HMV finally forced to face the music about its future
When Sir Edward Elgar opened the first HMV store on London’s Oxford Street in 1921, the Guardian report at the time enthused about the “spacious and attractive” building, which it described as an “interesting example of the super-shop of today”.
The report continued: “The bright young men from the country will come to Oxford Street to learn all the fine shades and nice feelings of their profession – how to satisfy varying music tastes, how to pronounce the names of foreign musicians, and generally to understand what they are selling and the idiosyncrasies of those who buy.”
If only the modern-day HMV management had managed to understand the idiosyncrasies of the music and entertainment market, and the revolution in buying habits in recent years, then perhaps the company might have been able to avoid becoming the latest casualty on the high street.
HMV’s collapse comes just days after Jessops, the camera retailer founded in 1935, became the first large-scale retail casualty of 2013, shutting the doors of its 187 shops after falling into administration. Just before Christmas, 79-year-old electrical retailer Comet also shut up shop for good, with the loss of 7,000 jobs. Like Jessops and Comet, HMV has been hit by the dramatic change in buying habits brought by the internet, the supermarkets and the explosion in the downloads market.
Past managements of the business badly misjudged the impact of the digital revolution in music and entertainment; even when the penny eventually dropped that the market had changed forever, they failed to move quickly enough. HMV was constantly playing catch-up and its customers – including those who are all sentimental now that the administrators have moved in – simply switched to online rivals.
Retail history is littered with the failure of legacy retailers with famous names and instantly recognisable trademarks, such as HMV’s Nipper the dog. There has been an outpouring of regret at HMV’s fate, but shopping is an unsentimental business and customers will go where they get the best product at the best price.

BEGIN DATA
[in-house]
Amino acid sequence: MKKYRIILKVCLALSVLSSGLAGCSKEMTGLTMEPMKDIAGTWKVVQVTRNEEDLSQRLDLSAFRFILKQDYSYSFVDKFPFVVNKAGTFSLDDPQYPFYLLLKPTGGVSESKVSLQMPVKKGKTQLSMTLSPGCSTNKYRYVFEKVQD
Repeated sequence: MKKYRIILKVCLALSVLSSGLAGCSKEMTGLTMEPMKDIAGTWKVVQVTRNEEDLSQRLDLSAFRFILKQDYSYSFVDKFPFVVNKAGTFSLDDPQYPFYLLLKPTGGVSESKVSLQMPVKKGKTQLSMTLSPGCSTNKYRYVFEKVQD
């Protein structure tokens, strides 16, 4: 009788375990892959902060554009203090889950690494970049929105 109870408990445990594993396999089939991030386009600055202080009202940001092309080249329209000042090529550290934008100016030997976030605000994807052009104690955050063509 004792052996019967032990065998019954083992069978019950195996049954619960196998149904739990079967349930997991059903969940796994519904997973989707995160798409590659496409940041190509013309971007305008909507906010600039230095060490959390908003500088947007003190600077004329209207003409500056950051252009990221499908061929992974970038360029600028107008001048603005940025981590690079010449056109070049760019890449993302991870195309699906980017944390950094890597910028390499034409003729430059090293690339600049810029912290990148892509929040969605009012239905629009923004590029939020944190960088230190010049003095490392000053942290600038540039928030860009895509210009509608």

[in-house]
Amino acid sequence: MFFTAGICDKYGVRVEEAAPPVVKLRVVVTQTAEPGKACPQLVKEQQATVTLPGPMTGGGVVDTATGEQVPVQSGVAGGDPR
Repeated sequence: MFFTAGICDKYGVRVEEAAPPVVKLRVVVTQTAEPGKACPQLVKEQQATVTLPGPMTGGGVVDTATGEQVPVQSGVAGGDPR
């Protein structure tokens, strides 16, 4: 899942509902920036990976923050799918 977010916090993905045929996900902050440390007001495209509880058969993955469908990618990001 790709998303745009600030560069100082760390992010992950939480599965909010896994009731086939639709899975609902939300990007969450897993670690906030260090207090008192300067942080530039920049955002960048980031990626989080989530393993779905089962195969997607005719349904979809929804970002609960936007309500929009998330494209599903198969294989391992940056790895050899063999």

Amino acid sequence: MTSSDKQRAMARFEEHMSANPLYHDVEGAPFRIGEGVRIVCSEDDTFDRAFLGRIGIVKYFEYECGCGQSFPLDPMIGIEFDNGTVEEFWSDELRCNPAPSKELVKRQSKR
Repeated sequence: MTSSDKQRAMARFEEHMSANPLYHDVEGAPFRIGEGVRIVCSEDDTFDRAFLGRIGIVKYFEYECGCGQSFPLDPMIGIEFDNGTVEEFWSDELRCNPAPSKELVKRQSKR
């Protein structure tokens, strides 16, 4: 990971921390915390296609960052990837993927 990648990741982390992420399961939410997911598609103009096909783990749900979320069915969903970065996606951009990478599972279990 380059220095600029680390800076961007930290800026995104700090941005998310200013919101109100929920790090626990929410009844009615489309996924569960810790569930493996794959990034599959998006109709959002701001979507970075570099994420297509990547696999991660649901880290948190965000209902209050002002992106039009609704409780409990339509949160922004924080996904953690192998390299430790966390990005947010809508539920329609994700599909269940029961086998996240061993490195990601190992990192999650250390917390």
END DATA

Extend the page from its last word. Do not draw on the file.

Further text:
Predictably, HMV stores were exceptionally busy yesterday as news of the retailer’s collapse spread. Lunchtime shoppers crowded into the branch in Islington, London, some stopping to sympathise with staff or to reminisce about happier times browsing through its record collections on a Saturday.
Most had made the trip to the store for entirely unsentimental reasons, however: to bag a bargain. As one customer waxed lyrical about record sleeves and listening booths, a harassed assistant politely made his excuses and returned to the tills. “The ironic thing is,” he said, “we’ll probably go over sales target today.”
Beating sales targets is not something HMV has done much of over the past few years. In the City of London and among retail experts, there was no surprise that the 92-year-old business had finally given up the fight.
Struggling under a mountain of debt and dwindling sales, HMV has long been regarded as one of the high street’s dead men walking, a belief reinforced before Christmas when management warned that they expected the company to breach its banking covenants in January.
The future for staff at HMV’s 230 or so branches, including 16 in Ireland, is bleak. Most of the company’s 4,000 employees will lose their jobs, although there is a chance that a radically slimmed down version of the business might survive if a buyer can be found.
HMV’s suppliers – the big music, film and games companies – have been supportive until now, but refused to provide the £300 million (€362 million) lifeline it requested.
However, there remains a market for physical film and music sales and it would be in the interests of suppliers if HMV were to retain some form of presence on the high street.
Potential buyers include restructuring firm Hilco, which owns HMV Canada, and Jon Moulton’s private equity firm, Better Capital, but any deal would involve only a small proportion of the stores.
The squeeze on consumer spending has not been helpful to HMV but it is too simplistic to see it as a victim of recession. Its problems have long been bigger and more fundamental than that. As one retail analyst said yesterday: “The writing was on the wall for HMV since the day someone first downloaded a digital song.”
* Fiona Walsh writes for the Guardian newspaper in London